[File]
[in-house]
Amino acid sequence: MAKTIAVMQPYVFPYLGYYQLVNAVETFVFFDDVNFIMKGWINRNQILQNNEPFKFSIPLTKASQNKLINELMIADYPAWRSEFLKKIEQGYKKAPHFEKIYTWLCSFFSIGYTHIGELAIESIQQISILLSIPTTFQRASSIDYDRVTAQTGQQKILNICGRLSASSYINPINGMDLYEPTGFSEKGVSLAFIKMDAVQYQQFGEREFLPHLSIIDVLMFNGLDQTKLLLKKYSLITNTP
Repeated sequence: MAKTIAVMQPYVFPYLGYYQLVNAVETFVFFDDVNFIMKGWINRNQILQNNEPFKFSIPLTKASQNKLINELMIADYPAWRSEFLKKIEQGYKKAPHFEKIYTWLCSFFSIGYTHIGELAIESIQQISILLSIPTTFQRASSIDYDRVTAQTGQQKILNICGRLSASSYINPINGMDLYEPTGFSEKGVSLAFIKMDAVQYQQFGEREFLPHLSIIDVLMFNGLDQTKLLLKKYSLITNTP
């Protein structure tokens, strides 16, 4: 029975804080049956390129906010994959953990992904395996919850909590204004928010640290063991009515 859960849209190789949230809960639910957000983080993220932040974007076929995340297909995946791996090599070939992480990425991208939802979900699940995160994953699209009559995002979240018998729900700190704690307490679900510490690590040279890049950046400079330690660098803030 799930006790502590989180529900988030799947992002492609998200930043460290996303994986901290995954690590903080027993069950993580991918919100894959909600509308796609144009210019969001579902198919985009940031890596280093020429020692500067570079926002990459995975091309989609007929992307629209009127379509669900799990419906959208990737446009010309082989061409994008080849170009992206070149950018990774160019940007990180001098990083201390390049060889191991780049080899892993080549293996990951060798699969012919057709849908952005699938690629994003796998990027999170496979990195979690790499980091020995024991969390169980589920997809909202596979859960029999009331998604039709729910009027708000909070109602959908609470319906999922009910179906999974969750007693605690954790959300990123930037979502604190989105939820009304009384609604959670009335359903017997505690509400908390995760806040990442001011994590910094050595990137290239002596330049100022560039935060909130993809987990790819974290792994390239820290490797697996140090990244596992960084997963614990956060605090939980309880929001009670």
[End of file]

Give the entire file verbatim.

[in-house]
Amino acid sequence: MAKTIAVMQPYVFPYLGYYQLVNAVETFVFFDDVNFIMKGWINRNQILQNNEPFKFSIPLTKASQNKLINELMIADYPAWRSEFLKKIEQGYKKAPHFEKIYTWLCSFFSIGYTHIGELAIESIQQISILLSIPTTFQRASSIDYDRVTAQTGQQKILNICGRLSASSYINPINGMDLYEPTGFSEKGVSLAFIKMDAVQYQQFGEREFLPHLSIIDVLMFNGLDQTKLLLKKYSLITNTP
Repeated sequence: MAKTIAVMQPYVFPYLGYYQLVNAVETFVFFDDVNFIMKGWINRNQILQNNEPFKFSIPLTKASQNKLINELMIADYPAWRSEFLKKIEQGYKKAPHFEKIYTWLCSFFSIGYTHIGELAIESIQQISILLSIPTTFQRASSIDYDRVTAQTGQQKILNICGRLSASSYINPINGMDLYEPTGFSEKGVSLAFIKMDAVQYQQFGEREFLPHLSIIDVLMFNGLDQTKLLLKKYSLITNTP
């Protein structure tokens, strides 16, 4: 029975804080049956390129906010994959953990992904395996919850909590204004928010640290063991009515 859960849209190789949230809960639910957000983080993220932040974007076929995340297909995946791996090599070939992480990425991208939802979900699940995160994953699209009559995002979240018998729900700190704690307490679900510490690590040279890049950046400079330690660098803030 799930006790502590989180529900988030799947992002492609998200930043460290996303994986901290995954690590903080027993069950993580991918919100894959909600509308796609144009210019969001579902198919985009940031890596280093020429020692500067570079926002990459995975091309989609007929992307629209009127379509669900799990419906959208990737446009010309082989061409994008080849170009992206070149950018990774160019940007990180001098990083201390390049060889191991780049080899892993080549293996990951060798699969012919057709849908952005699938690629994003796998990027999170496979990195979690790499980091020995024991969390169980589920997809909202596979859960029999009331998604039709729910009027708000909070109602959908609470319906999922009910179906999974969750007693605690954790959300990123930037979502604190989105939820009304009384609604959670009335359903017997505690509400908390995760806040990442001011994590910094050595990137290239002596330049100022560039935060909130993809987990790819974290792994390239820290490797697996140090990244596992960084997963614990956060605090939980309880929001009670």